Human chorionic gonadotropin (hCG) is a glycoprotein hormone produced by trophoblastic tissues, and its identification is frequently relied upon to establish the diagnosis of pregnancy. Entities other than pregnancy, such as false-positive hCG results, pituitary hCG, exogenous hCG, and both trophoblastic and nontrophoblastic neoplasias, can also cause laboratory assays for hCG to show positive results. Because of their rarity, these conditions are not commonly recognized, and the steps to differentiate between them are not widely known. Discriminating between the causes of elevated hCG in nonpregnant patients can be confusing. An understanding of the differential diagnosis and awareness of available diagnostic modalities are essential for accurate diagnosis and avoidance of potentially harmful treatments.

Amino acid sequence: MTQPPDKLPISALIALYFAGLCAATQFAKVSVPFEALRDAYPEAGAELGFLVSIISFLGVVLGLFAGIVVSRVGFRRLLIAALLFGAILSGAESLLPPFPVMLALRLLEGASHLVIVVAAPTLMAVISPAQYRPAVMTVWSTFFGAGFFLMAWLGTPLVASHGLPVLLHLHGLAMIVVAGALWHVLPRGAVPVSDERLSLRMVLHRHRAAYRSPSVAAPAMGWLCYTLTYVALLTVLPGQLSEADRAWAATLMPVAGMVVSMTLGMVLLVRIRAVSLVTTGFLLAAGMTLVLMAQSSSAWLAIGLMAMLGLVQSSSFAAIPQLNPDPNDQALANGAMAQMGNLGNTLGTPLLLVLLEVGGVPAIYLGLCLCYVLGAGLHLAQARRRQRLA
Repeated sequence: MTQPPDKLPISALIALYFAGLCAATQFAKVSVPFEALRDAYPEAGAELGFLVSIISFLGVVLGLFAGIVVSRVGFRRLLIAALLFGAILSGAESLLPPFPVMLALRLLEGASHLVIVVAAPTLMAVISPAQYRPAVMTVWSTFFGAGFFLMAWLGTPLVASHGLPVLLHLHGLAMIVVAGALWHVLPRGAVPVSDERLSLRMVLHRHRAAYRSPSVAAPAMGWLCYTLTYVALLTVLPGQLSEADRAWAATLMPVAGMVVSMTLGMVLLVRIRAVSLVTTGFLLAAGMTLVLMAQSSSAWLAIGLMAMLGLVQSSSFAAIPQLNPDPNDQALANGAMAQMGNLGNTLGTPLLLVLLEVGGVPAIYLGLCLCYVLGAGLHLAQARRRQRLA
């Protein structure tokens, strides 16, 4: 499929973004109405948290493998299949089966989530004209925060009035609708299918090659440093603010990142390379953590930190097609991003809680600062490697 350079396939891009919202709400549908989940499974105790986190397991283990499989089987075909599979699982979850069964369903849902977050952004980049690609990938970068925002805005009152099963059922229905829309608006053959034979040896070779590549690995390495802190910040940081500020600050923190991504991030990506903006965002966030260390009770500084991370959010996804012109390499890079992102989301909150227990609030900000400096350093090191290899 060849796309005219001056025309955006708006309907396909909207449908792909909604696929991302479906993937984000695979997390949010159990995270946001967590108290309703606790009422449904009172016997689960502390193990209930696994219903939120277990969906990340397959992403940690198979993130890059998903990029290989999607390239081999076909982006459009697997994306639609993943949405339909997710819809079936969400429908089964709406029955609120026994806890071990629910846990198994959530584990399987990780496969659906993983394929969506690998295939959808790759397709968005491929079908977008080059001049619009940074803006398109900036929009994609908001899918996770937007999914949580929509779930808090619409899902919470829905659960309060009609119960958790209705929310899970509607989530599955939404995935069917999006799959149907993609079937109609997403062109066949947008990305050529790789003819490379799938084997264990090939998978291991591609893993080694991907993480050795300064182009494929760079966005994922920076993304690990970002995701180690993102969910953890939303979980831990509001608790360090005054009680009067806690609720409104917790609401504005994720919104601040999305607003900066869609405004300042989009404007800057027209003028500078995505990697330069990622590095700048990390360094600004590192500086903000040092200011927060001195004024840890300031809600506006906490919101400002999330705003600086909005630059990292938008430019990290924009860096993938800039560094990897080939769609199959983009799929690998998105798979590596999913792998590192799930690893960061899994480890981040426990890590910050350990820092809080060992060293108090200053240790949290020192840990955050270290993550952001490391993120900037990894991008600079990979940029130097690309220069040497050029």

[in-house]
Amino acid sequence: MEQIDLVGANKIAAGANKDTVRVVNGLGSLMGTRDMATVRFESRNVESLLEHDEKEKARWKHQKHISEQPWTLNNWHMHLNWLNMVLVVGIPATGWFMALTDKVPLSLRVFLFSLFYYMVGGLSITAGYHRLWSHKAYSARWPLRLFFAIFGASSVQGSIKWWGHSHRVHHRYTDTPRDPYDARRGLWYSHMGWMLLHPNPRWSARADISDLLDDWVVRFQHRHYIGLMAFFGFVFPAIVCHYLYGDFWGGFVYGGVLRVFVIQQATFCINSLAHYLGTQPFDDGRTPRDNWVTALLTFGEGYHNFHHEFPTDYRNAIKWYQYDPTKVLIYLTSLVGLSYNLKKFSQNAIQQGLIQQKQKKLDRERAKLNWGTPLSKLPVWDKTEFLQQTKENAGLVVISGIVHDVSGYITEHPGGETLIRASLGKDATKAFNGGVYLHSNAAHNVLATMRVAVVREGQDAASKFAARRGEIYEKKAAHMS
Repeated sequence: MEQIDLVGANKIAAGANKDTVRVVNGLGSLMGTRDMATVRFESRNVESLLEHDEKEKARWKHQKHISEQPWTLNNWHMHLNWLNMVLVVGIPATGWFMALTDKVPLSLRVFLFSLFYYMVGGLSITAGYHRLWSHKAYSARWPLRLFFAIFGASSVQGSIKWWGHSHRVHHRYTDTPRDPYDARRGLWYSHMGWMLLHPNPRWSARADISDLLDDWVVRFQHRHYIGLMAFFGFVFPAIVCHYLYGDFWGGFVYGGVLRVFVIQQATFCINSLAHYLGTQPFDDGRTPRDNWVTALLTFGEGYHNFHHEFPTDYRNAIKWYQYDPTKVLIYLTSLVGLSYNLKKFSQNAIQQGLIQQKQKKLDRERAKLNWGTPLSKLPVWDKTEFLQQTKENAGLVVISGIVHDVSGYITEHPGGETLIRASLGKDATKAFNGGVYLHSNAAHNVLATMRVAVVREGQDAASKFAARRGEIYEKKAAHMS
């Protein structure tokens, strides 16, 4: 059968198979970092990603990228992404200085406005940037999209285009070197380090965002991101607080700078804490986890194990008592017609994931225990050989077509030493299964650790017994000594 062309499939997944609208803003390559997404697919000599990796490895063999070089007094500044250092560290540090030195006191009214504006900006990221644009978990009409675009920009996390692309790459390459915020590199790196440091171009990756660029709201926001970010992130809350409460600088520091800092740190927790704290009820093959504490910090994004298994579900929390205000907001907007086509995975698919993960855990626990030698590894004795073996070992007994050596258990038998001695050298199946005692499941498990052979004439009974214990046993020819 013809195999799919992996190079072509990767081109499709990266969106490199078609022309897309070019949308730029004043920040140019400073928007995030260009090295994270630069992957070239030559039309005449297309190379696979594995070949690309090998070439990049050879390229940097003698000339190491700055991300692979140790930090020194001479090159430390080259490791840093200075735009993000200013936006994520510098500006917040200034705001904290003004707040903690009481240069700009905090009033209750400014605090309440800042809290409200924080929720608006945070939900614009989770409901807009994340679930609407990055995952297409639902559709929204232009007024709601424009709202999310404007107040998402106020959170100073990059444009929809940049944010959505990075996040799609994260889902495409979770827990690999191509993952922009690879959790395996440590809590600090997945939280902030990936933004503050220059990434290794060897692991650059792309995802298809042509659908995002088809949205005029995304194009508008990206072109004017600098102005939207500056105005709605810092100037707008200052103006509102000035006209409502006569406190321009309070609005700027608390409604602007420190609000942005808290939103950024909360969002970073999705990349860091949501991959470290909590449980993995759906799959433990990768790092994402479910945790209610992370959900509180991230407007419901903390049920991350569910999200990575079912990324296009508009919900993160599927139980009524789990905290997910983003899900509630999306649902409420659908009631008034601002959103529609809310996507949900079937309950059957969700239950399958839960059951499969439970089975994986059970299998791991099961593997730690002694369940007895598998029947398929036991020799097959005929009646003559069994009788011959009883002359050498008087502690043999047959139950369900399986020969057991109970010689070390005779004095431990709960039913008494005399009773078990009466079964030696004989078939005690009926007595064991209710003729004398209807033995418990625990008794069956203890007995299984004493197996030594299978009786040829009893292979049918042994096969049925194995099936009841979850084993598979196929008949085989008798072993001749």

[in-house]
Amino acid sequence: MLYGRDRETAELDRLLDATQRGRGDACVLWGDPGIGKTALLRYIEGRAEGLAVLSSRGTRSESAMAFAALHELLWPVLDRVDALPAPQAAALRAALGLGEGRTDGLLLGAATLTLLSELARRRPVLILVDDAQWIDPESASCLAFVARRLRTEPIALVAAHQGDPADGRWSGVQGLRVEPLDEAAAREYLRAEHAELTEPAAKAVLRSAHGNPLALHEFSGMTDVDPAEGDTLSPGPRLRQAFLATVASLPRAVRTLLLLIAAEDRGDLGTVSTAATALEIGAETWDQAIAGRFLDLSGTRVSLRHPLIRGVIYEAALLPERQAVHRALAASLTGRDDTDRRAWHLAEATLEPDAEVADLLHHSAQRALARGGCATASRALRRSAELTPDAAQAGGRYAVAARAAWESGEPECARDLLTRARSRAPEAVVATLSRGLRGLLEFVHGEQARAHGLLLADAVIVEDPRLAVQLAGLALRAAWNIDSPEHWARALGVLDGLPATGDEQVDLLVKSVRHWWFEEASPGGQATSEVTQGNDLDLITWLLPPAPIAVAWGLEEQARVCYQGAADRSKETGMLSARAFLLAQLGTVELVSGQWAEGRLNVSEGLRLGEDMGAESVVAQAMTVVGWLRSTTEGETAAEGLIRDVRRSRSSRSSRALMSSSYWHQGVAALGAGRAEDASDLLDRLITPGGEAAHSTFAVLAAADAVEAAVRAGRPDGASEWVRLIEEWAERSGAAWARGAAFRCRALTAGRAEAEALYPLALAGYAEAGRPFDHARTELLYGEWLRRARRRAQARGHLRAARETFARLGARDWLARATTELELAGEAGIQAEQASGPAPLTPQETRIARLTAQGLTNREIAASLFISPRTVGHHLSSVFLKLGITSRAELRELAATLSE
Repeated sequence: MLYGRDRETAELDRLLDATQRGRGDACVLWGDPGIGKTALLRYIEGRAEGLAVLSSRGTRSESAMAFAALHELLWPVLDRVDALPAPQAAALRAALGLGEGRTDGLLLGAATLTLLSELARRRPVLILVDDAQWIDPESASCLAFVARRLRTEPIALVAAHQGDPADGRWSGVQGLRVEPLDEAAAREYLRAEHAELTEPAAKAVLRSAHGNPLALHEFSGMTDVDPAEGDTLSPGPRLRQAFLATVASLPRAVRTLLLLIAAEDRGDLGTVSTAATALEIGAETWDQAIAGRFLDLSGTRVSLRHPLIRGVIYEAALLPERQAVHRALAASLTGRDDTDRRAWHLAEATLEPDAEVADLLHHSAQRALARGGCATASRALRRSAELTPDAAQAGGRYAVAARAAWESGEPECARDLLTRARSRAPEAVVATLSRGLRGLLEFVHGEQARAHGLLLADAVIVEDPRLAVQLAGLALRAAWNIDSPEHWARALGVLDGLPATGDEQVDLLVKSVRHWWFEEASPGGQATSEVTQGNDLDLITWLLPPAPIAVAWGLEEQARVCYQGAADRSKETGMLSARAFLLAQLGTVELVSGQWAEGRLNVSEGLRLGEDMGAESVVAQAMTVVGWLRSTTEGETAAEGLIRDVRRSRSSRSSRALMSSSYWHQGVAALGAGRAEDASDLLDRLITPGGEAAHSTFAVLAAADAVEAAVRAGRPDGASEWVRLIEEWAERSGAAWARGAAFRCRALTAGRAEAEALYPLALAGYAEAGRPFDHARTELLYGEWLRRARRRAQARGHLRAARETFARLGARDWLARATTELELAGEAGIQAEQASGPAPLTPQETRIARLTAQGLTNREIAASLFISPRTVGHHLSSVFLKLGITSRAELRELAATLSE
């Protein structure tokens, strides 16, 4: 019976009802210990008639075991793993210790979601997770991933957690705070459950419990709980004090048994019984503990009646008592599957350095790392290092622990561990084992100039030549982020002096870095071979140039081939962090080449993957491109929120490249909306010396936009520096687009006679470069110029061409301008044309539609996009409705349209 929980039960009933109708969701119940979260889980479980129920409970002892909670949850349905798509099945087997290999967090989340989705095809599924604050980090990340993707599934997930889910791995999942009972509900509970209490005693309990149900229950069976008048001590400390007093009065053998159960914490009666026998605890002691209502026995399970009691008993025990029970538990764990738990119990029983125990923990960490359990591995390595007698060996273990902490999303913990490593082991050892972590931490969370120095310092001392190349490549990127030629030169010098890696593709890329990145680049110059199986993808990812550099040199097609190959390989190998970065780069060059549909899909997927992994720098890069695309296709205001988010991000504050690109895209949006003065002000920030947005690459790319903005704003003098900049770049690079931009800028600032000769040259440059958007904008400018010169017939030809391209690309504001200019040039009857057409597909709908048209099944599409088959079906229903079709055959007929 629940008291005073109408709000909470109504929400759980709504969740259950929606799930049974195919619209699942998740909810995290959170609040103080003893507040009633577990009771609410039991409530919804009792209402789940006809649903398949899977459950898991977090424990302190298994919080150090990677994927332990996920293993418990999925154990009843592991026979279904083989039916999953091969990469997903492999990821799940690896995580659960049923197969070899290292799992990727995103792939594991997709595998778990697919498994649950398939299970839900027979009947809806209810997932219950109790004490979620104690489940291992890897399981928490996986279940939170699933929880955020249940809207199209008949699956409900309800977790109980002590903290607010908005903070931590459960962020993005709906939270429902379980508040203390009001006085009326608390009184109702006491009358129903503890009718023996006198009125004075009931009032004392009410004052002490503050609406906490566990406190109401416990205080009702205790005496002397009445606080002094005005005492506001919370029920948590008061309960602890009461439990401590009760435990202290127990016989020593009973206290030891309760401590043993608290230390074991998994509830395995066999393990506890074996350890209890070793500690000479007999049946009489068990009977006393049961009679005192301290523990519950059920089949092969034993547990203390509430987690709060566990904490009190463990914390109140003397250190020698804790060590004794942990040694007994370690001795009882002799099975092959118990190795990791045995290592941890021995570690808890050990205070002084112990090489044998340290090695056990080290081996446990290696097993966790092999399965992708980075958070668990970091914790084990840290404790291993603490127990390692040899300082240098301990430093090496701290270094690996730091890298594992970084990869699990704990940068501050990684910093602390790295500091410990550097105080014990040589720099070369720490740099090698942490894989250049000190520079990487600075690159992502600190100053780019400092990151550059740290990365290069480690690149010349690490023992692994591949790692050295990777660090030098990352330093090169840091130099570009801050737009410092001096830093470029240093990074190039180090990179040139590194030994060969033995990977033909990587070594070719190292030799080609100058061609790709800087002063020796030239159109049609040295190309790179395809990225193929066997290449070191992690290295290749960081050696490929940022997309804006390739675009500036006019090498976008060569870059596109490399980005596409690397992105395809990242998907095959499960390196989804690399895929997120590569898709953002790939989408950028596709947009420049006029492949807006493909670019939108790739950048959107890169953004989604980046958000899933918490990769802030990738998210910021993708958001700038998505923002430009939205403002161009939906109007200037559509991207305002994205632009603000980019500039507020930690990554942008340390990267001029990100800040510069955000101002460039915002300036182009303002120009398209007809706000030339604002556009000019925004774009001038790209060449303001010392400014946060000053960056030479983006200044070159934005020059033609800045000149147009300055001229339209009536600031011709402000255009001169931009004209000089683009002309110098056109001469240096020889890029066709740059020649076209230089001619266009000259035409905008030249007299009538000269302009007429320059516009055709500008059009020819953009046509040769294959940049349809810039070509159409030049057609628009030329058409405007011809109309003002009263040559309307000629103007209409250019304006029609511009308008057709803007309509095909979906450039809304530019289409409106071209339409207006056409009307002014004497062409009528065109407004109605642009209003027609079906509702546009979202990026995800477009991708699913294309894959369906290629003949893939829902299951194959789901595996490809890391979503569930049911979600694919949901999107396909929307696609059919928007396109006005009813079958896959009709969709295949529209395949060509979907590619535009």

Obstetricians & Gynecologists, Family Physicians
After completion of this article, the reader should be able to state the importance of types of human chorionic gonadotropin (hCG), recall their presence in both trophoblastic and nontrophoblastic neoplasias, and explain how important it is to distinguish between the various causes of an elevated serum hCG to avoid harmful treatments.